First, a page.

Brand Walk, Brand Talk

By Reid Neubert, February 21, 2012
Categories: Branding

We all know the expression, “walk the walk and talk the talk.” It’s very appropriate when it comes to branding and marketing.

“The brand is your promise that represents real things that you deliver,” says Steve Cannon, marketing vice president for Mercedes-Benz USA,  A company walks the walk when it delivers on what it promises.

Of course, part of that has to be promising only what it can deliver.

And the talk? We talk the talk when we are clear what our company’s brand stands for and how to talk about it. A company’s branding work needs to include educating its employees on what the company and brand stand for and how to best communicate that.

Notice I said “what the company and brand stand for.” You cannot separate them. Successful branding is drawn from the essence of the company: how it is run, what the owners or executives value, what the culture is like.

Unsuccessful branding — and rebranding — on the other hand, are often attempts to put on a shiny new coat. But one that doesn’t go with what’s underneath.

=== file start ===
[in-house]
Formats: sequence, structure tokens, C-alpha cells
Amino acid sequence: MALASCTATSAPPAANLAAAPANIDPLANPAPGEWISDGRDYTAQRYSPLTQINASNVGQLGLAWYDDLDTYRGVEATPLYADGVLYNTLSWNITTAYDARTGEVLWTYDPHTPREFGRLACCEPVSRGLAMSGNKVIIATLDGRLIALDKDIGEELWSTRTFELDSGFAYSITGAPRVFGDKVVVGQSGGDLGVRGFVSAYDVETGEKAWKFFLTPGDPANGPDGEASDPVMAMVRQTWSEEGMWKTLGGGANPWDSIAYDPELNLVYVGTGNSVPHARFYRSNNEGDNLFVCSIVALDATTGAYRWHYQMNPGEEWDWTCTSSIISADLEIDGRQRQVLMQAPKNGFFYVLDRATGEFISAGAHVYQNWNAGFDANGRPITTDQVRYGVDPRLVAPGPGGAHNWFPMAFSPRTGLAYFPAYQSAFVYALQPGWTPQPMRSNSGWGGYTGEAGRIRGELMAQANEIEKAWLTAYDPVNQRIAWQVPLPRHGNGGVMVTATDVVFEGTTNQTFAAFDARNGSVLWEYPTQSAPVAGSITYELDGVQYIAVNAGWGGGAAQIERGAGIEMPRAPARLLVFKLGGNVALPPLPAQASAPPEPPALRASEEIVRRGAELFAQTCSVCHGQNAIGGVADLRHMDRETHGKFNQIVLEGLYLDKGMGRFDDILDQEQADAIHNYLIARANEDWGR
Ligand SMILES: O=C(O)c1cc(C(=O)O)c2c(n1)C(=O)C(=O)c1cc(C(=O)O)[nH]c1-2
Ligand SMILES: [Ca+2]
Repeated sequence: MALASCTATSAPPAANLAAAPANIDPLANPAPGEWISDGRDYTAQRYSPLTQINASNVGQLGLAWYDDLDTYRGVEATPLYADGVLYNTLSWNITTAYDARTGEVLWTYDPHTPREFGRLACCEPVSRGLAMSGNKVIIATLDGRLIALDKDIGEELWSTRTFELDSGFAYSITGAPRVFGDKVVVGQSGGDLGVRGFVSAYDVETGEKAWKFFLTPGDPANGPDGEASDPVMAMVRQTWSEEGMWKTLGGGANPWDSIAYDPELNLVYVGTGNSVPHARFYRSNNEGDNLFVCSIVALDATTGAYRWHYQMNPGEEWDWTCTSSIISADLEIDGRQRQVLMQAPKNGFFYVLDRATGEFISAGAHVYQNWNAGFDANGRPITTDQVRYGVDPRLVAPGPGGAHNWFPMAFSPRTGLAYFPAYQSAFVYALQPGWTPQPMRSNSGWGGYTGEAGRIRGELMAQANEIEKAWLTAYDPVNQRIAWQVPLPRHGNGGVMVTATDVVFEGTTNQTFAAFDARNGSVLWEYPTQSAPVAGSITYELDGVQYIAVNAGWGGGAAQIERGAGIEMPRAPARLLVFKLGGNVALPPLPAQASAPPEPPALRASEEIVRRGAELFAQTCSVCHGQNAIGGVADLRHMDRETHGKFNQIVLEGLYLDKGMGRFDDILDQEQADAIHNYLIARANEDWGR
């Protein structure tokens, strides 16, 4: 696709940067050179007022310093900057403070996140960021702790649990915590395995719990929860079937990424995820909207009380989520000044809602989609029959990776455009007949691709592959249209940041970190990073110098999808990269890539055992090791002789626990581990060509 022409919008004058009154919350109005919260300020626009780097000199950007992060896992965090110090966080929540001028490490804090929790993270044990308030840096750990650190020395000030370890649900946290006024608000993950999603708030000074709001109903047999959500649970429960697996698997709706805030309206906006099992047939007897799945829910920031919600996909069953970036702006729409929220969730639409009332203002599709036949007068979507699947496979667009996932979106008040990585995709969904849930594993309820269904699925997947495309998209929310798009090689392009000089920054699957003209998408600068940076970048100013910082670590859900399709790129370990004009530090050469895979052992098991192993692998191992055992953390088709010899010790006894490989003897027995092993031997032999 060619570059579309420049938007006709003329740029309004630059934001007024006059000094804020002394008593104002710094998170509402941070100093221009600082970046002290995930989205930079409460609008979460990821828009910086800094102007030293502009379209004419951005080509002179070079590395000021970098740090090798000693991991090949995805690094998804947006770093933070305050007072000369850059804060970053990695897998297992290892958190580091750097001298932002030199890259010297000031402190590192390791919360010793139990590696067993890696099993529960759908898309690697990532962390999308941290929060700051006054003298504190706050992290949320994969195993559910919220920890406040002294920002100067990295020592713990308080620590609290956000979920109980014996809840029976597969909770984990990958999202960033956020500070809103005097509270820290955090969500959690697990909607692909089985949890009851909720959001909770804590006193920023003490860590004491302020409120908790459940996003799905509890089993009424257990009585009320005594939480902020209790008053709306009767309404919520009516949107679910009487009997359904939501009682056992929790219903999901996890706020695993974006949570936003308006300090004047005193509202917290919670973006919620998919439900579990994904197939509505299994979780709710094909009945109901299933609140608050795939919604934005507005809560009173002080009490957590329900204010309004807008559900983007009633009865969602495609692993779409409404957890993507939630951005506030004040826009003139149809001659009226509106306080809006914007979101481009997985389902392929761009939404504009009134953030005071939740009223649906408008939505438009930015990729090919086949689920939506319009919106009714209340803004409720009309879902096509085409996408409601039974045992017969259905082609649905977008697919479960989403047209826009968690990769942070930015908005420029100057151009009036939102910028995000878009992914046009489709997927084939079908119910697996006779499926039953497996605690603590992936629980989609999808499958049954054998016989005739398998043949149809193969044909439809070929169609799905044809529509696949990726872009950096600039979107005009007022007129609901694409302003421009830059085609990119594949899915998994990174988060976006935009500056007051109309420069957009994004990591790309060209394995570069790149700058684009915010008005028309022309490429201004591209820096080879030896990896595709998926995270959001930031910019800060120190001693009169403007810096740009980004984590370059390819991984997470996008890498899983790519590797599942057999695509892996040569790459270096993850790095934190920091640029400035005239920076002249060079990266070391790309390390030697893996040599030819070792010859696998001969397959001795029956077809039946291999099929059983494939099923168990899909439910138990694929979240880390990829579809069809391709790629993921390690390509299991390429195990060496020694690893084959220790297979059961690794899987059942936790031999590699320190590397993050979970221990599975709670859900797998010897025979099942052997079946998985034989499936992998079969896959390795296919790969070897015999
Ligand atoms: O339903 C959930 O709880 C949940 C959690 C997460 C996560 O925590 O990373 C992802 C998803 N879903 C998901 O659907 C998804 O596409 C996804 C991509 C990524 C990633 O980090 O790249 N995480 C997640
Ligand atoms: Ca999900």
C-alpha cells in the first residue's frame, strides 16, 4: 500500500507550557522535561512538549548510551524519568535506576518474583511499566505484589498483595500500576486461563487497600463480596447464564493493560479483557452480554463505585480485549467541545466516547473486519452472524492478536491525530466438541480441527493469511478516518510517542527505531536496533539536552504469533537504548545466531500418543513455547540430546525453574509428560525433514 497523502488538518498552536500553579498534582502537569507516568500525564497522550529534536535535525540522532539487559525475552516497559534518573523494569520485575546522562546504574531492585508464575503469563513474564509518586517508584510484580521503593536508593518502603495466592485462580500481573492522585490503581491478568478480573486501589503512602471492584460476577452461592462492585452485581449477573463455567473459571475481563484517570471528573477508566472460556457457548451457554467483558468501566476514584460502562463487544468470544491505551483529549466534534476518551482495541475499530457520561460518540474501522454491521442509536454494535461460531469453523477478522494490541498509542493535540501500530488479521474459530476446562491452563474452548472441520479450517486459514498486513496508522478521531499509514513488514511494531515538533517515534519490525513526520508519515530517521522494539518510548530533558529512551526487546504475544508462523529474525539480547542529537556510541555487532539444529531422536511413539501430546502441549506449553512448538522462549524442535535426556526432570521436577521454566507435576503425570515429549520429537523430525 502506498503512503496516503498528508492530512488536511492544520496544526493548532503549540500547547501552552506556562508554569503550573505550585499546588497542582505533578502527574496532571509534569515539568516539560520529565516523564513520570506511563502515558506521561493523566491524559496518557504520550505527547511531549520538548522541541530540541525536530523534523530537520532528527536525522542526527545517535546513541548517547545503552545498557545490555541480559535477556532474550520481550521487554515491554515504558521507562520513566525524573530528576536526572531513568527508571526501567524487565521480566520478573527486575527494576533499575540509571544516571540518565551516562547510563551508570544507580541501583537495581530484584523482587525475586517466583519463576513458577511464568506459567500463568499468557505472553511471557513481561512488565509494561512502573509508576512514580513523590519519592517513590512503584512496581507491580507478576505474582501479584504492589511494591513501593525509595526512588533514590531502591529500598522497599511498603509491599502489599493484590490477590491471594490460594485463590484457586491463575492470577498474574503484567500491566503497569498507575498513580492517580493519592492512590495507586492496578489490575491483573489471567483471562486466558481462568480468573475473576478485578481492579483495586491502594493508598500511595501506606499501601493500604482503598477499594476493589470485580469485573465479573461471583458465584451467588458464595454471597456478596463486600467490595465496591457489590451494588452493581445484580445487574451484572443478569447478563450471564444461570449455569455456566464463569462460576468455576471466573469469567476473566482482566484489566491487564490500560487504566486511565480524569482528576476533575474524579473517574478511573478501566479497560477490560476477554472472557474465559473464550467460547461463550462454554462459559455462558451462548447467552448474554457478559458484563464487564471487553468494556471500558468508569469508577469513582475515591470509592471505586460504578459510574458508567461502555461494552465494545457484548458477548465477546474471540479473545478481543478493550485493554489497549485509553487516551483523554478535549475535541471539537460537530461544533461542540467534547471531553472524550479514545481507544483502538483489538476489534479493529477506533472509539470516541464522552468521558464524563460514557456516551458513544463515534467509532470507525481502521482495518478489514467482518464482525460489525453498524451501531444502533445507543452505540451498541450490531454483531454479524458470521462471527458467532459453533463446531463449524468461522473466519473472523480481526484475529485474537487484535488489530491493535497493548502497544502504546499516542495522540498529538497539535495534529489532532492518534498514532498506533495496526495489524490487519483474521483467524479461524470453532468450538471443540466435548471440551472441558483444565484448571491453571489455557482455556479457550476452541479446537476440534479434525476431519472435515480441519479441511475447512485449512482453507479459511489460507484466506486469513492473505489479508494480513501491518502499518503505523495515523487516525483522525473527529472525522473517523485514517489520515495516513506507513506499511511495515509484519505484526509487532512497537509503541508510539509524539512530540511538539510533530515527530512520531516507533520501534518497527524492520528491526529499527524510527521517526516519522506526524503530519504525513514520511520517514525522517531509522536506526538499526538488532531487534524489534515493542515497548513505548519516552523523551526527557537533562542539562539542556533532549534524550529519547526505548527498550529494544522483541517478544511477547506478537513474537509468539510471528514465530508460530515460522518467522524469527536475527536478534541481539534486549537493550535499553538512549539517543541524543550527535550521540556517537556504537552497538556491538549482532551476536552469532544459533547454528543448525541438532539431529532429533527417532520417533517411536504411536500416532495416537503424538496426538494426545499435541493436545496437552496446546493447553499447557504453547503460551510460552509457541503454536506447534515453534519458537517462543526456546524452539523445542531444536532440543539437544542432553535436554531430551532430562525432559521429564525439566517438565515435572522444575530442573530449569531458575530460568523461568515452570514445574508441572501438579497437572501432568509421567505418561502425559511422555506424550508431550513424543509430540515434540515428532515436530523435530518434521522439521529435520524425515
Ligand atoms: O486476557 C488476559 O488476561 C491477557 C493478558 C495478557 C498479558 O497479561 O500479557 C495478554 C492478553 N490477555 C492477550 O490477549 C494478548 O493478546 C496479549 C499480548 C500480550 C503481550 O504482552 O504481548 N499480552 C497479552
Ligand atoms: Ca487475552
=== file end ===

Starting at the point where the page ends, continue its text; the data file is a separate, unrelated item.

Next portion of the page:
As an example, there is a now-defunct software company whose president wanted help coming up with a tagline to help brand the company. The tagline ended up being something uninspiring like “top quality software at affordable prices.” An even bigger problem, besides the fact that the tagline was a yawn, was that it wasn’t true. It didn’t reflect how the company was run.

The company management’s primary concern was how the numbers looked month by month and quarter by quarter. To meet their numbers, they often pushed new software releases out the door before they were really ready, quality be damned. Predictably, the numbers looked good in the short term, but longer term, they incurred more expenses and suffered from a bad reputation as a result. In the end it proved fatal to the company. It didn’t walk the walk or talk the talk.

In contrast, once upon a time I worked for Autodesk, developers of AutoCAD. AutoCAD is a very complex and powerful program, and the QA department had complete authority to stop shipment or hold up new version launches if they found serious bugs in the software. In the three years I worked there the company quadrupled in size, and that never changed. The company truly walked the walk.

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